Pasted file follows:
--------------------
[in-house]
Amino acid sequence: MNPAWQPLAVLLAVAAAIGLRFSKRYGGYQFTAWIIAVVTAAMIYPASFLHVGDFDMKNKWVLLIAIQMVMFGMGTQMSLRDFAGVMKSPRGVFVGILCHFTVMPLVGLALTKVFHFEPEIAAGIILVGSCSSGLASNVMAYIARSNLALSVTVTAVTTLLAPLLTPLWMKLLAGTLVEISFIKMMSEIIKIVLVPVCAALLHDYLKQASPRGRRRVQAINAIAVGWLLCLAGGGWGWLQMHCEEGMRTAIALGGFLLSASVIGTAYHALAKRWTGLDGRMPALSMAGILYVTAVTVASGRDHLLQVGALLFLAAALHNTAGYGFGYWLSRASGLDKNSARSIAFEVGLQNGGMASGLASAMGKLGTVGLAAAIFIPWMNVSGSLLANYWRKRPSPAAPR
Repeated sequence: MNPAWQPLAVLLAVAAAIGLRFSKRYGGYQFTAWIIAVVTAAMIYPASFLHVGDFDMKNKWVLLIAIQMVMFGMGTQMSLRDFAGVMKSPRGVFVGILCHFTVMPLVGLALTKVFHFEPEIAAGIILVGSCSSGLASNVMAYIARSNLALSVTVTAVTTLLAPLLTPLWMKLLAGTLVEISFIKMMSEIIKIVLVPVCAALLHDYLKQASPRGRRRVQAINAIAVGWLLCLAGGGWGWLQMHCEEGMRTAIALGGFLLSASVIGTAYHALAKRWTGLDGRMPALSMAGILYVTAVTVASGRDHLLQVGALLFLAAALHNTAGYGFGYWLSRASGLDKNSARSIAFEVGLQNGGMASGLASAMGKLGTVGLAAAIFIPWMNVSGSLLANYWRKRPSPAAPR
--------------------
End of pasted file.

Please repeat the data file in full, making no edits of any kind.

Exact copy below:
[in-house]
Amino acid sequence: MNPAWQPLAVLLAVAAAIGLRFSKRYGGYQFTAWIIAVVTAAMIYPASFLHVGDFDMKNKWVLLIAIQMVMFGMGTQMSLRDFAGVMKSPRGVFVGILCHFTVMPLVGLALTKVFHFEPEIAAGIILVGSCSSGLASNVMAYIARSNLALSVTVTAVTTLLAPLLTPLWMKLLAGTLVEISFIKMMSEIIKIVLVPVCAALLHDYLKQASPRGRRRVQAINAIAVGWLLCLAGGGWGWLQMHCEEGMRTAIALGGFLLSASVIGTAYHALAKRWTGLDGRMPALSMAGILYVTAVTVASGRDHLLQVGALLFLAAALHNTAGYGFGYWLSRASGLDKNSARSIAFEVGLQNGGMASGLASAMGKLGTVGLAAAIFIPWMNVSGSLLANYWRKRPSPAAPR
Repeated sequence: MNPAWQPLAVLLAVAAAIGLRFSKRYGGYQFTAWIIAVVTAAMIYPASFLHVGDFDMKNKWVLLIAIQMVMFGMGTQMSLRDFAGVMKSPRGVFVGILCHFTVMPLVGLALTKVFHFEPEIAAGIILVGSCSSGLASNVMAYIARSNLALSVTVTAVTTLLAPLLTPLWMKLLAGTLVEISFIKMMSEIIKIVLVPVCAALLHDYLKQASPRGRRRVQAINAIAVGWLLCLAGGGWGWLQMHCEEGMRTAIALGGFLLSASVIGTAYHALAKRWTGLDGRMPALSMAGILYVTAVTVASGRDHLLQVGALLFLAAALHNTAGYGFGYWLSRASGLDKNSARSIAFEVGLQNGGMASGLASAMGKLGTVGLAAAIFIPWMNVSGSLLANYWRKRPSPAAPR